Update on foreign VAT refund claims

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Update on foreign VAT refund claims

May 2019

Input newsletter

On 2 May 2019, the Court of Justice of the European Union released a favorable decision for taxable persons claiming back VAT to a Member State where they are not established1. The Court ruled that a late response to a request of information from the VAT authorities of that Member State does not affect the rights of the taxable persons to regularize their situation with the competent national authorities. Moreover, the EU Commission also lodged an infringement action against Germany considering that its administrative practice violates the right of foreign taxable persons to a VAT refund. Concerned taxable persons should consider actions they may undertake to regularize or protect their situation.

Taxable persons often incur VAT in Member States where they have no VAT establishment. Typically, this concerns costs such as hotels, restaurants, accommodation, cabs and other transports, assistance to seminars or trainings, participations to fairs and similar events, etc.

Based on the Directive 2008/09/EC, taxable persons could claim back this VAT via the website of their national VAT authorities (“eTVA” in Luxembourg). They must file the claim before 30 September of the year following the refund period, i.e. the period when they have incurred the VAT2.

Article 20 (1) of the Directive allows the VAT authorities of the Member State to which the taxable person claims back VAT, to ask additional information. The VAT authorities could ask information from the taxable person or from third parties including the competent authorities of its Member State of establishment. Article 20 (2) of the Directive foresees a delay to answer of one month as of the date of receipt of the request.

In the case at hand, a German company incurred French VAT on some of its costs and filed a refund claim. The company did not answer within the one-month delay to a request of the French VAT authorities, which denied the refund. However, the company brought the case to the French jurisdictions, which lodged the case with the Court of Justice of the European Union.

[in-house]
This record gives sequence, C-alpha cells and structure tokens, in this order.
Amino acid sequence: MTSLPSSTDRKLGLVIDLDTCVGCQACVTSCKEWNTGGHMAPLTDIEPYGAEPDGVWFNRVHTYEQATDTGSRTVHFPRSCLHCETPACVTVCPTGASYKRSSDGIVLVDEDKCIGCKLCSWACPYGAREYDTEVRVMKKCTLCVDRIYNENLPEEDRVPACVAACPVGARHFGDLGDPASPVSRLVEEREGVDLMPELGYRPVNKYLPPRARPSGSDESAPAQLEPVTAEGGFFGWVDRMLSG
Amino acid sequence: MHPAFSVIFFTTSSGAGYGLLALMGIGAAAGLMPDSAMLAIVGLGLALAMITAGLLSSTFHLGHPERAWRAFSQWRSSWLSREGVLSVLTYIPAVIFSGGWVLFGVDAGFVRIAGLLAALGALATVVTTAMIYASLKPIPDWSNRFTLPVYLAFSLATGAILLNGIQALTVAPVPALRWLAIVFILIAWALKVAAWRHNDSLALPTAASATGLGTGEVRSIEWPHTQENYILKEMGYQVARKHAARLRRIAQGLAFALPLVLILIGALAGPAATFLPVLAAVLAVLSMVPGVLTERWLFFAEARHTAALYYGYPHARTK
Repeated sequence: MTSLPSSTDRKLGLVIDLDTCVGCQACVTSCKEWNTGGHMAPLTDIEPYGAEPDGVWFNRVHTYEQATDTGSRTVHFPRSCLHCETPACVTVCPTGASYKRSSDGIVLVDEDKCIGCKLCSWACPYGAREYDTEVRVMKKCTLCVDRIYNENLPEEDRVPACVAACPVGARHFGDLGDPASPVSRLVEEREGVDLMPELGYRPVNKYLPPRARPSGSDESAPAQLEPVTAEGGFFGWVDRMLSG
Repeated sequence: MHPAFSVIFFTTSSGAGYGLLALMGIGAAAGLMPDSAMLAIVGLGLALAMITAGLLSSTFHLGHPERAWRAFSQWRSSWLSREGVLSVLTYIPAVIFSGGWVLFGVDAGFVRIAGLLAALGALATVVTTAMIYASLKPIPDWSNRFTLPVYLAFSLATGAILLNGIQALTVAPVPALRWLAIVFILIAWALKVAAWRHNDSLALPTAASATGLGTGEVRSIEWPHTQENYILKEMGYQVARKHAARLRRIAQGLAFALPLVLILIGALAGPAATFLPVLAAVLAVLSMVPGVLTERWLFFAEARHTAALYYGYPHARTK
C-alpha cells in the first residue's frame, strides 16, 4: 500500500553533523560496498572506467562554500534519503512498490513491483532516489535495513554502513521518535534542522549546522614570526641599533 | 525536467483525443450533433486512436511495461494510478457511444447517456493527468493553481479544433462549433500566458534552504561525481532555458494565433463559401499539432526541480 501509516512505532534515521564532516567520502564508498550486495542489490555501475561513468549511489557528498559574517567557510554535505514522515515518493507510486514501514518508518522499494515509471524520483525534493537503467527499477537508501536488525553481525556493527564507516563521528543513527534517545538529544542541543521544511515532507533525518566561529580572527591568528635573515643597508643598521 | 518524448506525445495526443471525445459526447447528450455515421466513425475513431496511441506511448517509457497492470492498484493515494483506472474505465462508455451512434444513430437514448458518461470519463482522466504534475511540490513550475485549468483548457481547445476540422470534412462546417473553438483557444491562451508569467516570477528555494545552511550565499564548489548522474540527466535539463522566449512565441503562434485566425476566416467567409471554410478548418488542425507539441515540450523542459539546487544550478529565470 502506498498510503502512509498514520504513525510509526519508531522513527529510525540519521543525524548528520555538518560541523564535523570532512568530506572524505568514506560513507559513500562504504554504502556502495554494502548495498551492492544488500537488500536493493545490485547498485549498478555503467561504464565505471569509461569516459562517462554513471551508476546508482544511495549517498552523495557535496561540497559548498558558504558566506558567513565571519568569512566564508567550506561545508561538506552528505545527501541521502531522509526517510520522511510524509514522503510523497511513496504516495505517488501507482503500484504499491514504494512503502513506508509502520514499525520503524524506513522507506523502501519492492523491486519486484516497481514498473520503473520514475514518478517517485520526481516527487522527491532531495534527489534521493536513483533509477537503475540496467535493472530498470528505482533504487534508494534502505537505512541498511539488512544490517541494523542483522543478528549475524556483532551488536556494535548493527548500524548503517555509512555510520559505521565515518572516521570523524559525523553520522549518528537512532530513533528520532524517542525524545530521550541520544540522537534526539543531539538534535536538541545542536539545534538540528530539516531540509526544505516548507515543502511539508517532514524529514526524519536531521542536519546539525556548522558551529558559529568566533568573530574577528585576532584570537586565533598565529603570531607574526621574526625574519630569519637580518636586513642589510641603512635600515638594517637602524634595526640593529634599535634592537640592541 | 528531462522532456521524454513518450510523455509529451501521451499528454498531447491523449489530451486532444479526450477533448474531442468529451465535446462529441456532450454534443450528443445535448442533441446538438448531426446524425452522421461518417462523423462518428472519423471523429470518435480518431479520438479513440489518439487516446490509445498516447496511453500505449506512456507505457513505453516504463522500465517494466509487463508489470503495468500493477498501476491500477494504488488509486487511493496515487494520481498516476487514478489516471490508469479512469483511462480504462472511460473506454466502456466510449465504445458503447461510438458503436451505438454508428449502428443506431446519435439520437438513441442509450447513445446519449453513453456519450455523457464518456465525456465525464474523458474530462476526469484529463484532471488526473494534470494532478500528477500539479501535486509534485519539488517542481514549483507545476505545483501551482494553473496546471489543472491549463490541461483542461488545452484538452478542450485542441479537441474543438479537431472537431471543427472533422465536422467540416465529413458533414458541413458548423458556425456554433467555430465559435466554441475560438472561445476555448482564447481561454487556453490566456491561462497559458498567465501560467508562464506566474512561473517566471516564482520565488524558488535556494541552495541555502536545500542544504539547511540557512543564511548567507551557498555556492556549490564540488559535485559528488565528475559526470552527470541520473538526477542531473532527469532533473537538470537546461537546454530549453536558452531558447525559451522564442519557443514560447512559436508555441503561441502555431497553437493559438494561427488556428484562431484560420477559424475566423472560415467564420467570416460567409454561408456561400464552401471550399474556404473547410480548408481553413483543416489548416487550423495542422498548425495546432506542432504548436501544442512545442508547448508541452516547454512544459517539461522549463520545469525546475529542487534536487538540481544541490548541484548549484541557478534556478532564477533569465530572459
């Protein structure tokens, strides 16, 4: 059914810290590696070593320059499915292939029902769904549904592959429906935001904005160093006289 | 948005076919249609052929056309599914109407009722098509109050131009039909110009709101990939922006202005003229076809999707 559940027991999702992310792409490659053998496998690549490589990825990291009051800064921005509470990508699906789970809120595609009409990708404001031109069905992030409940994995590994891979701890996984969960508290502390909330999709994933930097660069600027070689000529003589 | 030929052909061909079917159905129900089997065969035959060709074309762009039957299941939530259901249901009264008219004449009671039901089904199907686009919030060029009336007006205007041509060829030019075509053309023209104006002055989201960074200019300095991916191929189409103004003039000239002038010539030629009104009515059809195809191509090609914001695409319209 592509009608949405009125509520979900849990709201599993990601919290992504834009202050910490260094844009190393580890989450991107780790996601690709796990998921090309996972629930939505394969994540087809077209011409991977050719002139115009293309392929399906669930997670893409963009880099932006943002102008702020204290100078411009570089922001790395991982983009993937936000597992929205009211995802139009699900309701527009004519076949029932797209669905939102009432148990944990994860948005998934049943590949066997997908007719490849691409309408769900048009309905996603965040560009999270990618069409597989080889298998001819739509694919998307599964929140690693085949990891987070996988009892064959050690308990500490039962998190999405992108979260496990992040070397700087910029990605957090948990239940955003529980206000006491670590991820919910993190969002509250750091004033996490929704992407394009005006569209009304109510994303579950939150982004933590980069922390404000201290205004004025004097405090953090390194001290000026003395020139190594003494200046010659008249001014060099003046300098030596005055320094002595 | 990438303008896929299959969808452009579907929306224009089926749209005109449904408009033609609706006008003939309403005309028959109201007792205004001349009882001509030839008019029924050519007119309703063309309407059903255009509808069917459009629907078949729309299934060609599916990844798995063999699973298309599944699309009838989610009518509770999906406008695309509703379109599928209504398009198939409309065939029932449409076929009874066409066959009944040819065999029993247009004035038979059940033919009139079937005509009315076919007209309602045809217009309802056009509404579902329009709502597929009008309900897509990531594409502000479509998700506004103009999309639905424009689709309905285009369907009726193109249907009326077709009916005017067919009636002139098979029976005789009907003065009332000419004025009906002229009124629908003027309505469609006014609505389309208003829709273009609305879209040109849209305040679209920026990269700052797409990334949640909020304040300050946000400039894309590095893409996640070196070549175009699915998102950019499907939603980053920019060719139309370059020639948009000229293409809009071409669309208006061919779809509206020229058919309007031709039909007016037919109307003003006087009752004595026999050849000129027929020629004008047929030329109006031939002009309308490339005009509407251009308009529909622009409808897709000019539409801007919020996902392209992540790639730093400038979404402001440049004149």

The Court has decided that the one-month delay of Article 20 (2) of the Directive does not create a mandatory time limit for the taxable person and that non-compliance with this delay does not result in the automatic forfeiture of the right to a refund of VAT. In contrast, we should recall that the above-mentioned deadline of 30 September is a mandatory time limit and that non-compliance with this results in the forfeiture of the right to a refund of VAT.

We should also mention that the EU Commission lodged an infringement action against Germany on 24 January 2019. Specifically, Germany refuses ─ in some cases ─ to refund VAT without asking for additional information from the foreign taxable person where it considers that the information provided by the foreign taxable person is insufficient for coming to a decision on the refund claim. The EU Commission considers that this practice violates the right of foreign taxable persons to a VAT refund. We could expect the decision of the Court during the course of next year, possibly before the next summer holidays.

The decision of the Court offers an opportunity for concerned taxable persons to consider the relevant actions that they may undertake with the competent national authorities. The infringement action against Germany may also offer opportunities. Concerned taxable persons should follow-up the outcome of this case and should prepare potentially necessary protective actions.

 

1 C-133/18, Sea Chef Cruise Services GmbH
2 Further information regarding this procedure can be found in the Deloitte “European VAT refund guide 2018” (https://www2.deloitte.com/global/en/pages/tax/articles/vat-refund-guide.html)

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